Malawian music has come a long way since the introduction of recorded music in the country. From the Kwela days of old, to the sole MBC recording studio that housed the legendary MBC Band, the journey of Malawian music has taken a whirlwind journey across the globe leaving its own unique mark and tastefully adopting foreign elements in its evolution.

Historically, Malawian music was influenced through its triple cultural heritage (British, African, and American). Malawians have long been travellers and migrant workers, and as a result, their music has spread across the African continent and blended with other music forms. One of the prime historical causes of the Malawian musical melting pot was World War II, when soldiers both brought music to distant lands and also brought them back. By the end of the war, guitar and banjo duos were the most popular type of dance bands. Both instruments were imported. Malawians working in the mines in South Africa and Mozambique fused and blended their music styles with local musical tastes and dialects, giving rise to music styles like Kwela.

Through its evolution the one theme about Malawian music that has always stood out, is the cry for social justice from Malawian musicians. Due to the country’s history of strict government censorship of the arts in the H.K Banda days, this cry was not extended to politics even though a voice could be heard here and there. It was not until the entrance of Lucius “Soldier” Banda aka “Son of a Poor Man” burst onto the scene with his Reggae tinged revolutionary music anchored in its strong Balaka roots. The cry was “Down Babylon” as the political landscape changed. The Balaka era was here to stay!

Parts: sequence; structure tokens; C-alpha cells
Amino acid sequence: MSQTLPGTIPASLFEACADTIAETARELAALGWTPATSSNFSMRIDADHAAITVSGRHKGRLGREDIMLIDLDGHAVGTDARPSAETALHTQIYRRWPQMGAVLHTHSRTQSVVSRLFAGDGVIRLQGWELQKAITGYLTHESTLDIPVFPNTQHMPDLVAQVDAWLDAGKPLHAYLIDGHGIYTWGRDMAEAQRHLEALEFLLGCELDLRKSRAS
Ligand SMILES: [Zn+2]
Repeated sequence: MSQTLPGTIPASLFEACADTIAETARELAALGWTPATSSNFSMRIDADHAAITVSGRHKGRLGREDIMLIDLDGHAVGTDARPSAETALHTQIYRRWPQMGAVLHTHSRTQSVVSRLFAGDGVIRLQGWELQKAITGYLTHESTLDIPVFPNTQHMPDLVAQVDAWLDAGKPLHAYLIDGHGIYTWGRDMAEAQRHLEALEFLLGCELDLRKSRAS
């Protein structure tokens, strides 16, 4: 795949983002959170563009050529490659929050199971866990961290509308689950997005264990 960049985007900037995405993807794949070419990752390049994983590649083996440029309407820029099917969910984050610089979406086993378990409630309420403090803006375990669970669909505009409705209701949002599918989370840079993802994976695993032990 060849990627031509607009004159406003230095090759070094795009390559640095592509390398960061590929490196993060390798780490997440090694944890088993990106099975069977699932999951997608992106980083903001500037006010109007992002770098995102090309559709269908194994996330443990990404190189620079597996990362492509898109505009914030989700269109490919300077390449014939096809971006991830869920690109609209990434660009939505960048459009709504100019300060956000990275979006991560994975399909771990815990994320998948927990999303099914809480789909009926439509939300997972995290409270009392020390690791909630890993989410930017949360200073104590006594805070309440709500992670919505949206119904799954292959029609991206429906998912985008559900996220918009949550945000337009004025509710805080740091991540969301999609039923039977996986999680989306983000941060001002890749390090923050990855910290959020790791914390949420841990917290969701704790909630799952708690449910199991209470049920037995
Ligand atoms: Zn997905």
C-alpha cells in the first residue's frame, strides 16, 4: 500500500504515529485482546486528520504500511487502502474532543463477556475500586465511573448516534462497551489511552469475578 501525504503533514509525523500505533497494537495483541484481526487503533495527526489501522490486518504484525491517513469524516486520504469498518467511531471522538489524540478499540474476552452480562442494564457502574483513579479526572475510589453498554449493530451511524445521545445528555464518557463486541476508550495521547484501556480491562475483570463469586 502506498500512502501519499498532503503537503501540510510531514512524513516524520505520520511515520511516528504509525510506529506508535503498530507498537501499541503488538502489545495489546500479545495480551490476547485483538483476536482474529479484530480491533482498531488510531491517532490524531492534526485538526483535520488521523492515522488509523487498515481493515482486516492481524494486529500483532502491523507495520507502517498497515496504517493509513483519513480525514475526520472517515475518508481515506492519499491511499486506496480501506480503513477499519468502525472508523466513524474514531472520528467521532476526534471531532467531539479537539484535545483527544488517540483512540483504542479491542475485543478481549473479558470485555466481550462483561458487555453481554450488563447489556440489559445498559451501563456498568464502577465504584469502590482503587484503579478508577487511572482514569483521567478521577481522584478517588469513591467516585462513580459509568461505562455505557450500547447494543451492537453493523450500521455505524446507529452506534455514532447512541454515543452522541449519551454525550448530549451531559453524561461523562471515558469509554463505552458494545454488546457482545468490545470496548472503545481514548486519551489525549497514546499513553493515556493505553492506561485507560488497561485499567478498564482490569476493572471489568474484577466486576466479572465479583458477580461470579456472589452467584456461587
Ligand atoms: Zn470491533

Things moved along.

Somewhere in Chileka, things were taking shape. The musical heritage of the Fumulani clan had given birth to a new voice, a new philosophy and most importantly, a new King, Evison Matafale.

“Kodi tidanirananji?” – Evison Matafale

When the King spoke, the people listened and the government shivered. A leader had emerged armed with a voice and backed by The Black Missionaries band. Basslines shook the corridors of power in Sanjika and the New State House, those in authority could not stand his ‘renegade’ though honest chants of a Rasta. He was arrested and taken away, never to return. The Black Missionaries carried the torch through in what we now call the Chileka era. The Kuimba saga continues to live.

Music in the Cashgate Era

The Cashgate era has not escaped the attention of the Malawian music industry. The cashgate scandal that has seen taxpayers’ money being looted by unscrupulous government officials has given rise to a new cry and political commentary from Malawian artists. Most notable are:

The artists manage to uniquely capture the mood of a large section of the Malawian society’s feeling towards the Cashgate scandal. “It is a big shame, Jah fire burn dem”, cries Don Tarz on Capital Hill the song he voiced on the hot and massive Cashgate Riddim.

Dan Lu takes a different approach to his dancehall coumterparts. On a solid Dj Sley production, the musician croons his commentary on the issue.

 

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